How to thaw frozen pipes

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Old man winter is unbearable as it is, water damage from burst frozen pipes in the middle of it can be a nightmare. Should your pipes freeze, the following will give you tips on how to thaw frozen pipes.

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Tips on thawing frozen water pipes to parent water damage

Thawing Frozen Pipes

What to do if a pipe bursts

If a pipe bursts in your home, you’ll need to act fast to mitigate additional damage. Shut off your water as quickly as possible. This will help minimize the amount of water that seeps out inside your walls. You may also want to shut off power in the affected area of your home. After you’ve taken these precautionary steps, it’s time to call a plumber and start mopping up any mess that’s been caused. Try to remove as much of the water and lingering moisture as you can to avoid mold and mildew buildup. Depending on the severity of your case, you may also need to bring in other professionals to address damage to your walls, carpet, flooring or ceiling.

Shit water off to prevent water damage in case a pipe bursts

How to thaw out pipes

How can you tell if your pipes are frozen? If you turn on the bathroom or kitchen faucet and see only a few drops or a trickle of water, this could indicate that water inside the pipes has frozen – preventing a free flow. But don’t panic. You may be more equipped to deal with the situation than you think. Here’s a quick lesson on how to thaw a frozen pipe.

Step 1. Turn on the faucet

Keep it running. Allowing the faucet to drip even slightly can help prevent a pipe from bursting. It’s simple – when freezing takes place, extreme pressure builds between the faucet and the ice blockage. An open faucet relieves this pressure buildup, in turn preventing a burst from occurring.

Step 2. Apply heat to the frozen area, thermal energy promotes drying.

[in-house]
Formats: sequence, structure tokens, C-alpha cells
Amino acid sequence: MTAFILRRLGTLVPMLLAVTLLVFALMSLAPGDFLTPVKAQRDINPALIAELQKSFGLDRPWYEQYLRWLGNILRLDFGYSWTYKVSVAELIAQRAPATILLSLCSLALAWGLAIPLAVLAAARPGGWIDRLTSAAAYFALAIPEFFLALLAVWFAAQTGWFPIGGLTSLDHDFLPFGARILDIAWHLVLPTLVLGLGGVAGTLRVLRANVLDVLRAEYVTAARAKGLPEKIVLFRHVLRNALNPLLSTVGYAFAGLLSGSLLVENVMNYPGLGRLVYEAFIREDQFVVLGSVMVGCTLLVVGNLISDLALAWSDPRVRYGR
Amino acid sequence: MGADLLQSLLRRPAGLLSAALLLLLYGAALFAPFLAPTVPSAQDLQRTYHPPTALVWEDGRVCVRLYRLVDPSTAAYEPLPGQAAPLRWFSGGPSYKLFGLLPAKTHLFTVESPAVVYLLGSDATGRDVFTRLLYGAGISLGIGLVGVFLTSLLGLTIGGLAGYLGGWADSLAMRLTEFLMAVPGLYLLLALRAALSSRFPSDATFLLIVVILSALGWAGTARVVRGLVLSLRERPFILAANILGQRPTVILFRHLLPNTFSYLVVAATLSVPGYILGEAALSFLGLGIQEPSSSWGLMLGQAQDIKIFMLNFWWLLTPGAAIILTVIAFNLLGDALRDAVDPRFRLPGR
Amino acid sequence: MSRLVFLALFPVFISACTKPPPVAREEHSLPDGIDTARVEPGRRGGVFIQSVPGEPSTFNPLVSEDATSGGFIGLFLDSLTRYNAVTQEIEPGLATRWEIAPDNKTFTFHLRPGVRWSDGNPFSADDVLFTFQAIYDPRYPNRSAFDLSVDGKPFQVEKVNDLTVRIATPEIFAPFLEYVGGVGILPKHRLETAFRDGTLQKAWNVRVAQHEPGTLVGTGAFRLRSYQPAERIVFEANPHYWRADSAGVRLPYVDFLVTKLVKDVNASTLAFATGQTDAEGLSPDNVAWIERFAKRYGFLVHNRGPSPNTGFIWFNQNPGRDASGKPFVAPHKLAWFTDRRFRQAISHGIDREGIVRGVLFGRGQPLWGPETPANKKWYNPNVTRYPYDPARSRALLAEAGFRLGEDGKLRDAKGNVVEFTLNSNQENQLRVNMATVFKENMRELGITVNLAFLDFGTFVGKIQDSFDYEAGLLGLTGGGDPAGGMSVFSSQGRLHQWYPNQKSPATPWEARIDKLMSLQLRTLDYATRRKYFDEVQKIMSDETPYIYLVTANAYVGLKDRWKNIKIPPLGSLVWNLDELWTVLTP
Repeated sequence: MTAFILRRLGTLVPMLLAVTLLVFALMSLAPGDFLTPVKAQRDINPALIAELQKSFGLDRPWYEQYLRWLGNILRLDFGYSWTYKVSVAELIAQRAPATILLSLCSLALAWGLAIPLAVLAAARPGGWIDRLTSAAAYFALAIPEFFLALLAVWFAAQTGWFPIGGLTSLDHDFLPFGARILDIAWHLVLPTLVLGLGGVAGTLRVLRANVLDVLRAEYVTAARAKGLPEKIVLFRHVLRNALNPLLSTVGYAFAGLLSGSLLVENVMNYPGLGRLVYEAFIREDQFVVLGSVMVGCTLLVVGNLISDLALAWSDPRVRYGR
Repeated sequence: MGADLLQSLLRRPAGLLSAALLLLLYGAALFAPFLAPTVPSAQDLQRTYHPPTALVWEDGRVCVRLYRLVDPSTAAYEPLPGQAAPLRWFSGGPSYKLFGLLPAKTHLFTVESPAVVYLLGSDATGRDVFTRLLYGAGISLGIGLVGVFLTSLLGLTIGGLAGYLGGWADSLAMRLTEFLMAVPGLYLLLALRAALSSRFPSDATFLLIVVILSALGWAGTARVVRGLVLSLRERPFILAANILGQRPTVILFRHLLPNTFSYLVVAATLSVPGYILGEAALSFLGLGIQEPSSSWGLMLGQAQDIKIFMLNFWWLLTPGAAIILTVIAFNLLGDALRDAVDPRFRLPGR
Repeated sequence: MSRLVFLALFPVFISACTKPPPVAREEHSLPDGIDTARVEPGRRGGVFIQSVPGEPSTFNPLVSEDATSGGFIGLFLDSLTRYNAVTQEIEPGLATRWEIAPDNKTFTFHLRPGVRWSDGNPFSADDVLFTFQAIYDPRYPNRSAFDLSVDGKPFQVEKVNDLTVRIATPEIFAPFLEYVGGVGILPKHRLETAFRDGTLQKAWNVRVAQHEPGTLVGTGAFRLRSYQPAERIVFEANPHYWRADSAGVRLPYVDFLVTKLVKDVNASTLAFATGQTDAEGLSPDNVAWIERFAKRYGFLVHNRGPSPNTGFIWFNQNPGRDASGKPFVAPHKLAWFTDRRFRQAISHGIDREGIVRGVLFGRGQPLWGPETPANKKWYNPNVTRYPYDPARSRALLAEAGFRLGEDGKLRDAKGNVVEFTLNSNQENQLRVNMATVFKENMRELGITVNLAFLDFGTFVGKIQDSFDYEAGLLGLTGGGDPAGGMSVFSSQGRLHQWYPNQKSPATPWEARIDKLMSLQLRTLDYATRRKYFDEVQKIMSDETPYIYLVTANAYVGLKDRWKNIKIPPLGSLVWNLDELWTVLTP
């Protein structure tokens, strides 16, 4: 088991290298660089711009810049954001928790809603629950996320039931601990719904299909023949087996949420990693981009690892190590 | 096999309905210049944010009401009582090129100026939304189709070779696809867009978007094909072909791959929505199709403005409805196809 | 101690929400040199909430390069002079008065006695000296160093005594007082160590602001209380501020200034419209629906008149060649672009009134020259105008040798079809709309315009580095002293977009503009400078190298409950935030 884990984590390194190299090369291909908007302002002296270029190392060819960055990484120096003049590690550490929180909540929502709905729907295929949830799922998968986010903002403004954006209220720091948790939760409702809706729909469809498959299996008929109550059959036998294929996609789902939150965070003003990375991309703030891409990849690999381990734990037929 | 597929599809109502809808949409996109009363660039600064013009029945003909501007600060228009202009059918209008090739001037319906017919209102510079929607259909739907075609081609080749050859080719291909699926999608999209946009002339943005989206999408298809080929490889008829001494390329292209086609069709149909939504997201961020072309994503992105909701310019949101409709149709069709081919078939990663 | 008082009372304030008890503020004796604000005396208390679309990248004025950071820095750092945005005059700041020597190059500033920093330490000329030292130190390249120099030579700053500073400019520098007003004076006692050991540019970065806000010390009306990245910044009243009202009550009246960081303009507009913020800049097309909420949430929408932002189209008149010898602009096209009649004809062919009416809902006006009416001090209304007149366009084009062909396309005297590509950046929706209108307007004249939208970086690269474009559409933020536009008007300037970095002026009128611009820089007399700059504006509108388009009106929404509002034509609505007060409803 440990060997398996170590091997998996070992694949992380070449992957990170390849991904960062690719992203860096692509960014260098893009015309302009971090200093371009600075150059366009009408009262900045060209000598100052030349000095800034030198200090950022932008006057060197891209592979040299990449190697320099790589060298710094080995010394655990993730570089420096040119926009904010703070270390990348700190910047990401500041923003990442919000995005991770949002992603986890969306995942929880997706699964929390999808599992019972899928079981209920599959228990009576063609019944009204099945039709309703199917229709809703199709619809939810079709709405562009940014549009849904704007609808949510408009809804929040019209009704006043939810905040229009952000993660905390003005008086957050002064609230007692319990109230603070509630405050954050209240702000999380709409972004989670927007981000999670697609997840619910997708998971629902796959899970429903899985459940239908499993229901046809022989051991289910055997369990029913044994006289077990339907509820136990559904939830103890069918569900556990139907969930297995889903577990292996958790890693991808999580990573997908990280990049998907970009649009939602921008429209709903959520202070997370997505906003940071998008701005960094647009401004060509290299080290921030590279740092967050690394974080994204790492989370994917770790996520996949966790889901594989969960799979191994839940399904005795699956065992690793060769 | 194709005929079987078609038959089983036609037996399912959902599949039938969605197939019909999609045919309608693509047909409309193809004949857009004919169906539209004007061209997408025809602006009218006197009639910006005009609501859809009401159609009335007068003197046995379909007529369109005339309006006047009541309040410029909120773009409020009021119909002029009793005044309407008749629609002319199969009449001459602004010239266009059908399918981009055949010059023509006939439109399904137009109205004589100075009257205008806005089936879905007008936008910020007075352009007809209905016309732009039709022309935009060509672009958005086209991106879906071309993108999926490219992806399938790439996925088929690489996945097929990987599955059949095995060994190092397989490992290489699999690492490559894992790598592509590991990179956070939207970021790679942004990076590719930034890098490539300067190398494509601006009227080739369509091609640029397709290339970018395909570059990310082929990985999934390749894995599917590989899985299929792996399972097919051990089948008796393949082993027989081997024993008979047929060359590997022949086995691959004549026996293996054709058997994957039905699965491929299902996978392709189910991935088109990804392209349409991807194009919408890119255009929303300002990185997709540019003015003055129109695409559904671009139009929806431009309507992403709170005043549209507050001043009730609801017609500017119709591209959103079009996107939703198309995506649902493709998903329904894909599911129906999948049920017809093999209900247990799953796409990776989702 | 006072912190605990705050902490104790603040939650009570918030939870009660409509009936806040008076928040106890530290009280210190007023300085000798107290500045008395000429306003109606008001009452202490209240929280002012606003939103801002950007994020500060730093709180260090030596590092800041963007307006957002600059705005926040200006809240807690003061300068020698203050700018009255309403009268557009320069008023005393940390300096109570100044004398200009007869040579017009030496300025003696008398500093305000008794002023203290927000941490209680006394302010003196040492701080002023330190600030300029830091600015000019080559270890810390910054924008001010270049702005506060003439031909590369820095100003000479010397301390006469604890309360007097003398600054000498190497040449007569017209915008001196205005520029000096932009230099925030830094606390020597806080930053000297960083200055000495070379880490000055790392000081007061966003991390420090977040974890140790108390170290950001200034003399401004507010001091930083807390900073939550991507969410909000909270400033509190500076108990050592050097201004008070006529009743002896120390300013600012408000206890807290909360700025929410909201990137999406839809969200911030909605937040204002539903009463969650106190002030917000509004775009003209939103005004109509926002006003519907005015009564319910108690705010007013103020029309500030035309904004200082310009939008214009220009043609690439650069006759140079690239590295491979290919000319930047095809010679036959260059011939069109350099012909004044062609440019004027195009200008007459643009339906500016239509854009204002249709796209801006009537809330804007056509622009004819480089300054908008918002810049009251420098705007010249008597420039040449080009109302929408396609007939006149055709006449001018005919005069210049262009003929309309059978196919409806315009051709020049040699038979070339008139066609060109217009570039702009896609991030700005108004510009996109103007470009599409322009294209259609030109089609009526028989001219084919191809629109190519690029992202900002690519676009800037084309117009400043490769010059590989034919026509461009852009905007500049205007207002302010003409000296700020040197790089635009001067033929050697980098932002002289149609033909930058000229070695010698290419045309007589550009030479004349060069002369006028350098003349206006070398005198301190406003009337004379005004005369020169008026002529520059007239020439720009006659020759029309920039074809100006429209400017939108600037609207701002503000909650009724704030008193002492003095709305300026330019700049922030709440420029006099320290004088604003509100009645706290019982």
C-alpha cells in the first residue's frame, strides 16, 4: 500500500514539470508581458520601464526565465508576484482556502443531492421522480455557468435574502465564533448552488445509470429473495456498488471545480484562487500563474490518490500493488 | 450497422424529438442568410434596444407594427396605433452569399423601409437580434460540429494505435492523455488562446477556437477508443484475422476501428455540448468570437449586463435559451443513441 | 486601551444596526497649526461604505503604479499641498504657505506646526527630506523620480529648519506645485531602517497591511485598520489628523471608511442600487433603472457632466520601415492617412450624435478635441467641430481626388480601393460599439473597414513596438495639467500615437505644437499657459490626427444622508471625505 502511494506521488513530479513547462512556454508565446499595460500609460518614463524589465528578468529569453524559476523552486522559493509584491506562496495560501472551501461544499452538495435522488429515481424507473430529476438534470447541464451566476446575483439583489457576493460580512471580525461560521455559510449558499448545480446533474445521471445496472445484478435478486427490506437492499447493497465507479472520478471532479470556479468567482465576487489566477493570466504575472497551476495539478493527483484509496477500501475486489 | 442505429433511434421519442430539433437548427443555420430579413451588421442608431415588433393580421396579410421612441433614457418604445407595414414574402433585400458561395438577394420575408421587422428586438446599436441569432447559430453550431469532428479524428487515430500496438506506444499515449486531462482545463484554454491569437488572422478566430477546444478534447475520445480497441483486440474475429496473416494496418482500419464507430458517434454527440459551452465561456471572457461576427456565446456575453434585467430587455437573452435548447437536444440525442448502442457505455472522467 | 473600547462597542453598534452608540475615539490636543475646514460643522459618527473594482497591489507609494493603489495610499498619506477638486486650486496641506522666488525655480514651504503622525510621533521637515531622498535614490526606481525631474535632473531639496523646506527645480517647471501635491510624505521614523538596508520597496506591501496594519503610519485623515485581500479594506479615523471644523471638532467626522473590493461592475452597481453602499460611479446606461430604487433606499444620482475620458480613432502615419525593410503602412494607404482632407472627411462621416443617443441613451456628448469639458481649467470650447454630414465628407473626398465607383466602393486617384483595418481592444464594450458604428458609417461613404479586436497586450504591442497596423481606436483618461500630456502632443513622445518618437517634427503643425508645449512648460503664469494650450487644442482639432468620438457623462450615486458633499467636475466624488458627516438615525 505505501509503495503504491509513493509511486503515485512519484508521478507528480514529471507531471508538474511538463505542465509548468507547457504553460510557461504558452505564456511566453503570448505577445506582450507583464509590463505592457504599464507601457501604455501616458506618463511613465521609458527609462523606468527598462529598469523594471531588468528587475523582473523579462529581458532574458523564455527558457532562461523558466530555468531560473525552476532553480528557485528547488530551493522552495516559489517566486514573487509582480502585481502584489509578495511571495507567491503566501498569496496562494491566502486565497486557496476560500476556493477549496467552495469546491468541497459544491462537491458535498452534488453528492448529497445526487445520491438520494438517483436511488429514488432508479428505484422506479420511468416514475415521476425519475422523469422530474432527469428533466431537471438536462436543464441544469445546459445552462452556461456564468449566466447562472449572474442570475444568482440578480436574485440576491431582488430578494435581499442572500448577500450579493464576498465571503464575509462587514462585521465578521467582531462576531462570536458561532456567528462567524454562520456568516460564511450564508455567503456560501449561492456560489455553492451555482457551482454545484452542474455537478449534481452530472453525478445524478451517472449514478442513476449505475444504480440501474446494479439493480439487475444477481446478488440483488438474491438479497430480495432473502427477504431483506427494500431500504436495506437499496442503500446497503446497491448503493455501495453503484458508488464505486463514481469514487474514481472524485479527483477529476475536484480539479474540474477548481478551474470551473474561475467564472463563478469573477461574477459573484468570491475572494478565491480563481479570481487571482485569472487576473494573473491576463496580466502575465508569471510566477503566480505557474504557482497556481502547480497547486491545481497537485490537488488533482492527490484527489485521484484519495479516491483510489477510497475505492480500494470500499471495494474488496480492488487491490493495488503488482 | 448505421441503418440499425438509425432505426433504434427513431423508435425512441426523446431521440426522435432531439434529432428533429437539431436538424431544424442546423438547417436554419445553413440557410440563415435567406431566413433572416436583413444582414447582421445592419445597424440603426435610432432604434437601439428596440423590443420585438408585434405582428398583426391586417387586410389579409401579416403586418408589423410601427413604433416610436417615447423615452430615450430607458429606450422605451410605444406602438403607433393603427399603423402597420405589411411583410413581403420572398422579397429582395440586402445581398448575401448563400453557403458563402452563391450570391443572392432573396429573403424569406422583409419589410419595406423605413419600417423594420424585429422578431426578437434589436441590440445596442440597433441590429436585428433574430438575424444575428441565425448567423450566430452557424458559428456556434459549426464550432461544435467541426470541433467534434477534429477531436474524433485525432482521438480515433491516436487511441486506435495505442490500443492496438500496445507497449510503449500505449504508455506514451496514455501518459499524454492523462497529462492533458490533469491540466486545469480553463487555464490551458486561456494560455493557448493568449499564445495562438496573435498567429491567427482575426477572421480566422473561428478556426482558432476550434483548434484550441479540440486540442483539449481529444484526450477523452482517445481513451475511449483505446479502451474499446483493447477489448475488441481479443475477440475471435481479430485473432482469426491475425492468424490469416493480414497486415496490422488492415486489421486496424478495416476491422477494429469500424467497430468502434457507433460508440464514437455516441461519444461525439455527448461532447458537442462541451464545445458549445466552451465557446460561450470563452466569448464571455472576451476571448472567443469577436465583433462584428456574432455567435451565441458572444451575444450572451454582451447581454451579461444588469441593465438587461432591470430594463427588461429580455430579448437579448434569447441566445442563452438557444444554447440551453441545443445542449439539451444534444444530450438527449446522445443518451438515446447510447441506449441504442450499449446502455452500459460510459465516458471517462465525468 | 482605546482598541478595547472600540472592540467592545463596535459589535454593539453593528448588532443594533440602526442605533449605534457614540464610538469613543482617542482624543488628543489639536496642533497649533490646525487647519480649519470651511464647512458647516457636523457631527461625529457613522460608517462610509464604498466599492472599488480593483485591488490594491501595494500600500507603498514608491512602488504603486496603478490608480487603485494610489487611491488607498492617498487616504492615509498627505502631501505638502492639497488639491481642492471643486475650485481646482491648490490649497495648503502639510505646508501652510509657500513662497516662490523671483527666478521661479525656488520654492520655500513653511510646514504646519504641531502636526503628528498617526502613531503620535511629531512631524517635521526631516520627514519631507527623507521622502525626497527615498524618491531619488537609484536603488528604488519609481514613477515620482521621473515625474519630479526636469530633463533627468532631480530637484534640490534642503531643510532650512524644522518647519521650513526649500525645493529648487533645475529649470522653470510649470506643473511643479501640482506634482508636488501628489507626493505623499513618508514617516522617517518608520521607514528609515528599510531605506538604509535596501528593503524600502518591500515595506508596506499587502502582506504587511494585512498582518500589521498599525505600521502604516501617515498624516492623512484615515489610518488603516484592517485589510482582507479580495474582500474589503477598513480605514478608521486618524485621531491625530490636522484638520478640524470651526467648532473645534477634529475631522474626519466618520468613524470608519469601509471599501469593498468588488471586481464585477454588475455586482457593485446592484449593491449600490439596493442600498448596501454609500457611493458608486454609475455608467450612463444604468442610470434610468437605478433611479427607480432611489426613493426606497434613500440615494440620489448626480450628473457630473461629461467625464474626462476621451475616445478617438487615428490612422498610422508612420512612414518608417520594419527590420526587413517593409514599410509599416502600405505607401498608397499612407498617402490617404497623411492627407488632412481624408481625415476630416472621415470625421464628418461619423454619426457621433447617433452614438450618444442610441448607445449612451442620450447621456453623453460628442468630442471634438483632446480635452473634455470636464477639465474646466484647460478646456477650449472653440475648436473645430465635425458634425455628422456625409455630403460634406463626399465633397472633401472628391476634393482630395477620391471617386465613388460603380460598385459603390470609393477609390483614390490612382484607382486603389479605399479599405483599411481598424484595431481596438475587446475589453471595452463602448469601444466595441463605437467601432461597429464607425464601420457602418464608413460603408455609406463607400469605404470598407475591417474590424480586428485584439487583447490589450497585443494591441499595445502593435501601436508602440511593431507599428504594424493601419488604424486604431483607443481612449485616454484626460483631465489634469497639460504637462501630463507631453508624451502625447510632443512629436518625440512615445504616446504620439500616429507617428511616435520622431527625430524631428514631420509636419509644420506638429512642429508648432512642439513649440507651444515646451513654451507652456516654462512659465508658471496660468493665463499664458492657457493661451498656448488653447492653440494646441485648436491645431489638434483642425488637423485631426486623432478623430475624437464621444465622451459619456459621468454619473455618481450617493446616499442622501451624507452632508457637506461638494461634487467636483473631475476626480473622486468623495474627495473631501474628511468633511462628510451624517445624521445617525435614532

Slowly apply heat using a hair dryer. There are several ways to do this. You can wrap the pipes in thermostatically controlled heat tape, or you can use an external heat source such as a hair dryer or space heater. Do not use a propane torch as this can damage the pipe and present a fire risk.

If you decide to use a hair dryer, begin directing air close to the faucet end of the pipe and gradually move toward the coldest section. Be careful not to overheat the hair dryer or blow a fuse. Remember, the faucet should be left on while heat is being applied.

Step 3. Continue to apply heat

Don’t stop heating until full water pressure is restored. Even then, it’s a good idea to leave the faucet open for a few minutes after the pipe is thawed. This will give the ice time to completely clear from the line.

Ways to thaw frozen pipes

Step 4. Check all faucets and prevent pipes from freezing in the future

Check each faucet in your home for any other frozen pipes. One frozen pipe may mean that others have been affected as well.

If the problem persists, contact a plumber. You can prevent pipes from freezing again by taking a few simple steps:

Before traveling, keep the temperature in your home above freezing and turn off all the water to your house.

Be sure to keep all water pipes, especially those close to outside walls, insulated with foam rubber or heating cable.

Keep cabinet doors open to allow air to circulate.

Let your faucets drip cold water – it is harder for a pipe to freeze even if there is a trickle of water flowing through. In order to not waste water, you can collect the drops and reuse it, possibly for cleaning or watering plants.

How long does it take for pipes to unfreeze?

Using any of the handful of methods on how to thaw frozen pipes will typically take about 30 minutes. This can vary depending on the weather, how long the pipe has been frozen and where the pipe is located. Any of these factors can cause the thawing process to take longer.2

And remember, a frozen pipe isn’t the only issue that comes with cold weather. Find out other ways to protect your home during the winter.

Ways to prevent frozen pipes

Quick tip on drying if you have a pipe burst, find out the GPP (grains per pound) inside your home and then outside, you can do this by purchasing a thermometer hydrometer. If the gpp is lower outside than inside, then you can dry your home with what is known in the water damage restoration industry as “an open drying system. Click to check out our mold damage prevention tips there is more tips on how to dry a house out after water damage without water damage restoration equipment.

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